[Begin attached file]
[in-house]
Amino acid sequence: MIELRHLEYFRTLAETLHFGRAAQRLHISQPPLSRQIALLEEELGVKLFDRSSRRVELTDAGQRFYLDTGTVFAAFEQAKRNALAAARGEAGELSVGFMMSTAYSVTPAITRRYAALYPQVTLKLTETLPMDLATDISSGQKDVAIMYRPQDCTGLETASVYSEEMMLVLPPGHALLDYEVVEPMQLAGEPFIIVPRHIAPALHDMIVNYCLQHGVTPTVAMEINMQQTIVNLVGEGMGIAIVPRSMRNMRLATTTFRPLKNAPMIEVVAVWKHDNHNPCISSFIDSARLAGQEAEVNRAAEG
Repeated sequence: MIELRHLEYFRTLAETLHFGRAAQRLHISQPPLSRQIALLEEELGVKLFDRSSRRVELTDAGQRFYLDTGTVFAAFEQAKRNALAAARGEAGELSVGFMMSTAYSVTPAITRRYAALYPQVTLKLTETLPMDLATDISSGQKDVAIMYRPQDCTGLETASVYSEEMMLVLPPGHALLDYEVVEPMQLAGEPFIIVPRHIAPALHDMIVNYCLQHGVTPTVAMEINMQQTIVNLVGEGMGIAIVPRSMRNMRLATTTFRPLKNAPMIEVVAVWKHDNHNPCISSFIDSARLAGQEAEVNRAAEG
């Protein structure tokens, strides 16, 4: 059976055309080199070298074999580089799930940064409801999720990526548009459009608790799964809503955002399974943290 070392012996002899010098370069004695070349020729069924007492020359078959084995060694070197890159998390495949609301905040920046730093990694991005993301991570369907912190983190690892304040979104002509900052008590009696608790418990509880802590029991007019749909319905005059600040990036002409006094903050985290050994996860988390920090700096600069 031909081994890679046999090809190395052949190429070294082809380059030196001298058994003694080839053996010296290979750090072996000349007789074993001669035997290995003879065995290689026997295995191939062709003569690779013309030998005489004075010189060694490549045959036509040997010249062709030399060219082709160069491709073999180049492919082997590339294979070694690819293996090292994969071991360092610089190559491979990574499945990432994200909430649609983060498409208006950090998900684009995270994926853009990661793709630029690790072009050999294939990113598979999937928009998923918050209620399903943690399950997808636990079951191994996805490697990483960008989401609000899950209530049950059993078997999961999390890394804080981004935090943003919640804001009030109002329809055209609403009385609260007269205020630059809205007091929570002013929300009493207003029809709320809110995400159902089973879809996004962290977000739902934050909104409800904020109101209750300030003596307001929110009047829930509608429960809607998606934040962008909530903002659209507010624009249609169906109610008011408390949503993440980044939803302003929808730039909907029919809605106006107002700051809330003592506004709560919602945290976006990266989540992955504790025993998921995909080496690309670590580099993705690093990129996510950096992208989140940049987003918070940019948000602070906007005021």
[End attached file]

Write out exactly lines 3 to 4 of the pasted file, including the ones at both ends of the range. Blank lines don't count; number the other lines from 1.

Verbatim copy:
Repeated sequence: MIELRHLEYFRTLAETLHFGRAAQRLHISQPPLSRQIALLEEELGVKLFDRSSRRVELTDAGQRFYLDTGTVFAAFEQAKRNALAAARGEAGELSVGFMMSTAYSVTPAITRRYAALYPQVTLKLTETLPMDLATDISSGQKDVAIMYRPQDCTGLETASVYSEEMMLVLPPGHALLDYEVVEPMQLAGEPFIIVPRHIAPALHDMIVNYCLQHGVTPTVAMEINMQQTIVNLVGEGMGIAIVPRSMRNMRLATTTFRPLKNAPMIEVVAVWKHDNHNPCISSFIDSARLAGQEAEVNRAAEG
């Protein structure tokens, strides 16, 4: 059976055309080199070298074999580089799930940064409801999720990526548009459009608790799964809503955002399974943290 070392012996002899010098370069004695070349020729069924007492020359078959084995060694070197890159998390495949609301905040920046730093990694991005993301991570369907912190983190690892304040979104002509900052008590009696608790418990509880802590029991007019749909319905005059600040990036002409006094903050985290050994996860988390920090700096600069 031909081994890679046999090809190395052949190429070294082809380059030196001298058994003694080839053996010296290979750090072996000349007789074993001669035997290995003879065995290689026997295995191939062709003569690779013309030998005489004075010189060694490549045959036509040997010249062709030399060219082709160069491709073999180049492919082997590339294979070694690819293996090292994969071991360092610089190559491979990574499945990432994200909430649609983060498409208006950090998900684009995270994926853009990661793709630029690790072009050999294939990113598979999937928009998923918050209620399903943690399950997808636990079951191994996805490697990483960008989401609000899950209530049950059993078997999961999390890394804080981004935090943003919640804001009030109002329809055209609403009385609260007269205020630059809205007091929570002013929300009493207003029809709320809110995400159902089973879809996004962290977000739902934050909104409800904020109101209750300030003596307001929110009047829930509608429960809607998606934040962008909530903002659209507010624009249609169906109610008011408390949503993440980044939803302003929808730039909907029919809605106006107002700051809330003592506004709560919602945290976006990266989540992955504790025993998921995909080496690309670590580099993705690093990129996510950096992208989140940049987003918070940019948000602070906007005021």